2. Today I learned that 1963, the year you cite as a nadir of participation in Hugo voting, was the year that Philip K. Dick received his sole Hugo Award (for The Man in the High Castle), and he never received a Nebula.

    1. Paraphrasing my tweets on this subject, I think we should celebrate the fact that the Hugo Awards recognize incontrovertibly niche works as a strength of the award, and not a weakness.

      Of course there are relatively few fanzine readers compared to readers of science fiction novels and watchers of science fiction movies and TV programs. Worldcon may have literally started as a convention of people who knew each other through fanzines, but as our genre has become mainstream we should recognize that SF/F is a big tent and welcome participation by as many SF/F consumers (including those who come from historically underrepresented groups) as possible. Some of these will become the fan writers and fancasters of tomorrow, maintaining the health of the ecosystem, but we should expect fan writing and fancasting to remain a niche activity while striving to have a broad and inclusive Worldcon membership.

      So it is okay with me if the percentage of members voting in the fan categories continues to drop and I would argue it is no unequivocal sign of bad health. I want Worldcon to welcome people who read Network Effect without insisting they listen to The Coode Street Podcast first. I want informed voters to keep feeding me fanzine and fancast recommendations without feeling pressured to vote in categories where I feel unqualified.

      I would support the proposal sketched out by Kris V-M on Twitter to amend the qualification threshold to 25% of voters or N votes, whichever is fewer, where N=200 (Kris V-M's suggestion, which strikes me as low) or perhaps something in the 300-500 range. I wouldn't stress out over lowering the percentage parameter to something like 15 or 20%. Engaged voters trumps rate of participation in my mind.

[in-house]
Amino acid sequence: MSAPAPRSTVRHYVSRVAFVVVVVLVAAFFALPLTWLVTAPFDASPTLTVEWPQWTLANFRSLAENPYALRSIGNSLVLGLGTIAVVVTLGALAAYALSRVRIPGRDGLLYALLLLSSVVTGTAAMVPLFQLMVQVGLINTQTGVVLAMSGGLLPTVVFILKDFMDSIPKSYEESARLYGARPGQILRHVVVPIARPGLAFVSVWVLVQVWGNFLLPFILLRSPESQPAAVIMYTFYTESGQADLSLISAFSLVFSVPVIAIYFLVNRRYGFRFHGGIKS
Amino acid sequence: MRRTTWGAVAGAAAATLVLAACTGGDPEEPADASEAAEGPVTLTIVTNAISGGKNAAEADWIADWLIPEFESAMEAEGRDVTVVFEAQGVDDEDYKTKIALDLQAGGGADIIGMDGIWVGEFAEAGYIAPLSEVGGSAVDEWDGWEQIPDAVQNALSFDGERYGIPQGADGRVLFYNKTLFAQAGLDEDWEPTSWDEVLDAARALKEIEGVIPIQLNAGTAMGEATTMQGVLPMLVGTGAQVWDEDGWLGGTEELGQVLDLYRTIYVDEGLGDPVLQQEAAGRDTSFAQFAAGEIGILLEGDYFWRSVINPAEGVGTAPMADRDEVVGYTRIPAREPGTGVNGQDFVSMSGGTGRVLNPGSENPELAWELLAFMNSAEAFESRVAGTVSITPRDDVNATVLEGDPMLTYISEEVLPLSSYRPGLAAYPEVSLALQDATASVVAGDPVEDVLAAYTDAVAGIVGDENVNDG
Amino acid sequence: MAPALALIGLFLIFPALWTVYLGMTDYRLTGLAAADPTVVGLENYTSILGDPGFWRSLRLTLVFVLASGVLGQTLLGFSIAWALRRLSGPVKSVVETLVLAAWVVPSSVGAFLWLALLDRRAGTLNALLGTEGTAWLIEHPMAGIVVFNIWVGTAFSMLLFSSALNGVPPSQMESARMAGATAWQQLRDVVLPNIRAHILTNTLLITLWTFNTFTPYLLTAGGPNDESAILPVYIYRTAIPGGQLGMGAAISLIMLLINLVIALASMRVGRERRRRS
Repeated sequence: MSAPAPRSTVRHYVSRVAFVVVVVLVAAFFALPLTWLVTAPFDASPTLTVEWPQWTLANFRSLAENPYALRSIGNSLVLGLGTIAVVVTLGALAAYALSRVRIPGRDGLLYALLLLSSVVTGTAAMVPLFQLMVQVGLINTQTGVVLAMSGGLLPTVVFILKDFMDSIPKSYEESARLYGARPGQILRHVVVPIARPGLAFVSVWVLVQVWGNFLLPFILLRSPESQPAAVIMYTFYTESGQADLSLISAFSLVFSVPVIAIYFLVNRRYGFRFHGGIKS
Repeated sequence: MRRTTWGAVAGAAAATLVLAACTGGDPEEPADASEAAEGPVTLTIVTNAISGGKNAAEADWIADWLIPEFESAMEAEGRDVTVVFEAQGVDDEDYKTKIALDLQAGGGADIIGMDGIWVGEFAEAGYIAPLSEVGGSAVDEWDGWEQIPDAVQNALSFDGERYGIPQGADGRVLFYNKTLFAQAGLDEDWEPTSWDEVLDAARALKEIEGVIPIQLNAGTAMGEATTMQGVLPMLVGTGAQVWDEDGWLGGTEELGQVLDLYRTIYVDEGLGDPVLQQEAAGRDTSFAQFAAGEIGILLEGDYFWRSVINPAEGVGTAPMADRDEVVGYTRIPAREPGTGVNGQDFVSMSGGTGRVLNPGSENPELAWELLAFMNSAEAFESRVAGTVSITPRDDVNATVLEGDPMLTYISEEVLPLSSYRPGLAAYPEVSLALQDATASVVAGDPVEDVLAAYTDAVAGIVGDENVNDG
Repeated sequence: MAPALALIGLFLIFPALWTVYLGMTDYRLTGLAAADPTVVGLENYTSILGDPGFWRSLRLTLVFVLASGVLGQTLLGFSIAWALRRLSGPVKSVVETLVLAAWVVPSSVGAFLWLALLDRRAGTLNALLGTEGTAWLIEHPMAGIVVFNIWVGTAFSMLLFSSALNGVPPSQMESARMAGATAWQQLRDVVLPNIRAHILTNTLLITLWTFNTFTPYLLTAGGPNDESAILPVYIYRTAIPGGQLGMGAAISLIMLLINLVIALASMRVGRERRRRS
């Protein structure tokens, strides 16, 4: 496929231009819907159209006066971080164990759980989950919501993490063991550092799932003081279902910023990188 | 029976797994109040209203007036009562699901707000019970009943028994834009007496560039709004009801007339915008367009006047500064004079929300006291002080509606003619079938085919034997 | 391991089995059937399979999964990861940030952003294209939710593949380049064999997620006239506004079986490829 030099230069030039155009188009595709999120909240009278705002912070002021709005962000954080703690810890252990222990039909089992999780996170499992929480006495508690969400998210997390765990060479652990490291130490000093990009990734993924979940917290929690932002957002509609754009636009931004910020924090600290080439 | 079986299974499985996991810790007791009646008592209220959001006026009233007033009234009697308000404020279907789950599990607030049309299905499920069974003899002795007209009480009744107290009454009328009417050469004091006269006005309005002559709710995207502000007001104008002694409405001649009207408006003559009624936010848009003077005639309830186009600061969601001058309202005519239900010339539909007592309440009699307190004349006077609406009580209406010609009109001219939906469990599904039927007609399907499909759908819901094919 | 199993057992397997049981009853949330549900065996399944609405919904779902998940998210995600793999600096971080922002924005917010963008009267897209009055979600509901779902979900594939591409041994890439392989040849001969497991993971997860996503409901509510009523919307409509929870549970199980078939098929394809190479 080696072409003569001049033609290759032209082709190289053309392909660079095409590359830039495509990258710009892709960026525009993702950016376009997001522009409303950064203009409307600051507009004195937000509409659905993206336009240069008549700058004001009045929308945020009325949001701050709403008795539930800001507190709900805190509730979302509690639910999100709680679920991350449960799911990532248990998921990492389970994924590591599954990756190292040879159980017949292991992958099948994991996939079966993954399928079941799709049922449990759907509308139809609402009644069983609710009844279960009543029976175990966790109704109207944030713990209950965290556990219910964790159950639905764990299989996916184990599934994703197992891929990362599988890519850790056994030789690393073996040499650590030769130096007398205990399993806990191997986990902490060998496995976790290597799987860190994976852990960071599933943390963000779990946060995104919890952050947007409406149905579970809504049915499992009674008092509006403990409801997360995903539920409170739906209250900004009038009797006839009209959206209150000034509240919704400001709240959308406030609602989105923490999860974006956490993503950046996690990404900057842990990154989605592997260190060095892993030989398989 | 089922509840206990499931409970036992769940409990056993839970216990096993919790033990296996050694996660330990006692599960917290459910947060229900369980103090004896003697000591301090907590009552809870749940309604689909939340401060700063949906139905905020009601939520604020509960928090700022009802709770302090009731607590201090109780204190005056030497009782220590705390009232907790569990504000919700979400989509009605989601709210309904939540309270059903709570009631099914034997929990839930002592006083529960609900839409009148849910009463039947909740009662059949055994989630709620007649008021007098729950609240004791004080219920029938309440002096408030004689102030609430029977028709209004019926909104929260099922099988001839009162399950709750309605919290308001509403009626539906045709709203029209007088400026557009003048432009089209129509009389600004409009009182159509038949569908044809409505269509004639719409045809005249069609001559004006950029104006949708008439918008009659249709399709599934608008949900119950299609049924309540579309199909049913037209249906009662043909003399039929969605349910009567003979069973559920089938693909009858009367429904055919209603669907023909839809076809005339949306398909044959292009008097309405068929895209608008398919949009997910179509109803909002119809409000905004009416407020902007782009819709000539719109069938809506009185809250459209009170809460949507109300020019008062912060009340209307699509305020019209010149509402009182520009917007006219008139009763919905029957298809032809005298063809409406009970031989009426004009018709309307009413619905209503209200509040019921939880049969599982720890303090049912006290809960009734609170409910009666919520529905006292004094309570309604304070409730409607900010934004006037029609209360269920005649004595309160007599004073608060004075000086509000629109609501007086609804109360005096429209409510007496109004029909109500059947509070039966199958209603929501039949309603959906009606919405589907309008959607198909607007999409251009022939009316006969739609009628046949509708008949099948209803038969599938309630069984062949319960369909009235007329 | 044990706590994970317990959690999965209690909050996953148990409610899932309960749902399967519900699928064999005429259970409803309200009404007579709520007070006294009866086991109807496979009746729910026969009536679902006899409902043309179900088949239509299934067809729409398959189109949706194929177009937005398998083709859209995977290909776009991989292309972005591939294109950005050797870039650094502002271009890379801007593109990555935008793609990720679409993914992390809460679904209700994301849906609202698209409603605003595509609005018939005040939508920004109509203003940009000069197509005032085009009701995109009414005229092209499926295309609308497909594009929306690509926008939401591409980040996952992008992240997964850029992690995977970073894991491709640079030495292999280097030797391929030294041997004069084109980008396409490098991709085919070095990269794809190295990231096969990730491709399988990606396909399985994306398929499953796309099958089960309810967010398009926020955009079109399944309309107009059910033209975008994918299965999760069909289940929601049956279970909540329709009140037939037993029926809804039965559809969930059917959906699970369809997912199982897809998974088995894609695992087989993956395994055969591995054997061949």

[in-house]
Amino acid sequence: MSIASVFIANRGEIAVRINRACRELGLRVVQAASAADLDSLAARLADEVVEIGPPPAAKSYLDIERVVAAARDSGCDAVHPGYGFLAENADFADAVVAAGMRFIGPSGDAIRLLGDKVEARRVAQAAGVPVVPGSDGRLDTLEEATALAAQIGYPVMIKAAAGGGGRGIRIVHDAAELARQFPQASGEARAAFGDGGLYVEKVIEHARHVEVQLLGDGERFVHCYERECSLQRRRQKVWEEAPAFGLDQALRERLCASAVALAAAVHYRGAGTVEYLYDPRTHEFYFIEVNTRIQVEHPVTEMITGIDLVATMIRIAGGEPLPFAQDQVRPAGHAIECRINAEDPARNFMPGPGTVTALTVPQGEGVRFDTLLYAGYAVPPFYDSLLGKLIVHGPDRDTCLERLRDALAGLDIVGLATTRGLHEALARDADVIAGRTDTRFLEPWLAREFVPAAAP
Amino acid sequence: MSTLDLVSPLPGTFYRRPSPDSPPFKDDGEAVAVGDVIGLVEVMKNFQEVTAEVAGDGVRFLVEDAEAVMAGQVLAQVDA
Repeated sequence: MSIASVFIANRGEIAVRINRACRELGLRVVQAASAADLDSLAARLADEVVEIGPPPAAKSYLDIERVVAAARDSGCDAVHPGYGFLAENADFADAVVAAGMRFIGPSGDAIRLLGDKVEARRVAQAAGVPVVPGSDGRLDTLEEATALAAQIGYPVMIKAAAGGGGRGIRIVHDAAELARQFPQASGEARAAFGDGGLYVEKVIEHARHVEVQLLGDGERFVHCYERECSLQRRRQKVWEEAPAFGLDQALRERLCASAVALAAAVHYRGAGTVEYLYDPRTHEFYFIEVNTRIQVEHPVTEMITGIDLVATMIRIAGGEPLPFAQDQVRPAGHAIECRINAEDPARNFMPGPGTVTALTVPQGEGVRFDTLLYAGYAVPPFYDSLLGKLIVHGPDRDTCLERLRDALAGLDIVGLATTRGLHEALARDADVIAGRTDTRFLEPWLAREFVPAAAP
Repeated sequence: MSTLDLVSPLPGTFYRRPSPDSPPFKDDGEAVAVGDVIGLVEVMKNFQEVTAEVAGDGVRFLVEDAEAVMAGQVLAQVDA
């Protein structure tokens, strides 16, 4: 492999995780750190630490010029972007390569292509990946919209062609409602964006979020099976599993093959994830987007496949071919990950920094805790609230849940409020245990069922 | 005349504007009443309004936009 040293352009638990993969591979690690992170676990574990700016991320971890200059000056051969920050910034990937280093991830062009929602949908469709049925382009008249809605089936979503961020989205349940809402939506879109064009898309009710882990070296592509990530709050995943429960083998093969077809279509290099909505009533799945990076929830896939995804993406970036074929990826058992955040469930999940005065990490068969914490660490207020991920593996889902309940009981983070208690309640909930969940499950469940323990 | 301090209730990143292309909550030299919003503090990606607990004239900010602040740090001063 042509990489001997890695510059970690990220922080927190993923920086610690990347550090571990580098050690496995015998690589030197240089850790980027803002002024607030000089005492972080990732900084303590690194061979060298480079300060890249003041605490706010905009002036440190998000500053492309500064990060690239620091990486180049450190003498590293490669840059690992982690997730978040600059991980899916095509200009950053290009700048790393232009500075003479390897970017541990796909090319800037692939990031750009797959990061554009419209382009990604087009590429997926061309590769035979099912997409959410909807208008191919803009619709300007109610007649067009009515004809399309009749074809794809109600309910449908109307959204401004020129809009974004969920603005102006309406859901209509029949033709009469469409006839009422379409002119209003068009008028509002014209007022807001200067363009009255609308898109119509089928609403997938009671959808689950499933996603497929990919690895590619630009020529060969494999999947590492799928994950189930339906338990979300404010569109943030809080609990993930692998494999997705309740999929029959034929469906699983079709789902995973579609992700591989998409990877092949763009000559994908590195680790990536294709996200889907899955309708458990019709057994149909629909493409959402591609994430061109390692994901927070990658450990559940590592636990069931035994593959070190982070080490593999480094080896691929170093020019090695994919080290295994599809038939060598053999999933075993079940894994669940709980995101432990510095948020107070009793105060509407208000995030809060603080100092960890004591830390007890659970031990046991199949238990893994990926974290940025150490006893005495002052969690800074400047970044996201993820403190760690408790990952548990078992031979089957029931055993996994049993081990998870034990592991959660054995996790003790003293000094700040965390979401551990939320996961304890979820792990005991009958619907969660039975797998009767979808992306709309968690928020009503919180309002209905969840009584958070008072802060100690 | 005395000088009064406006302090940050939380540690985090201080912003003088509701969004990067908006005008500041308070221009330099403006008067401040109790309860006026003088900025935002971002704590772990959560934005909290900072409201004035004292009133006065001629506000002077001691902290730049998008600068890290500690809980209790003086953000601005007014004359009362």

On the flipside, mere rates of participation in a category should not preclude reconsideration of the category if the sense of the membership is that it is outmoded.

  3. Thinking back to the era when I first became aware of the Hugos as a potential voter, one of the things that stood in the way of me voting for Best Novel at that time (mid '80s) was that publishing schedules sometimes meant that only the hardcover version of a novel was available at the time of voting. That was a serious budgetary bar for me at the time. Now, not only are ebook versions available at release, but the hard and soft cover versions are more likely to be released in tandem rather than with significant delay. Add in the greater accessibility of short fiction in electronic format these days, and I think it goes part way to motivating a proportionately larger voter activity. Whereas the dynamics that inhibit voting for fan categories (long tail, lack of a central channel for awareness) and for the editorial categories (lack of visibility) have not significantly been affected by the rise of the internet. Well, ok, the *existence* of fancast is affected by the rise of the internet, but I think my theory holds.

  4. Maybe quite controversial question: Do the smaller categories really matter for anyone except the people nominated? Couldn't it be good for the Hugos to grow the big awards and let the smaller ones fall off? I mean if even the members don't really care one way or the other for those smaller categories does it make sense to have them, spent time and resources on them? That's a question many organizations have to ask themselves when they grow...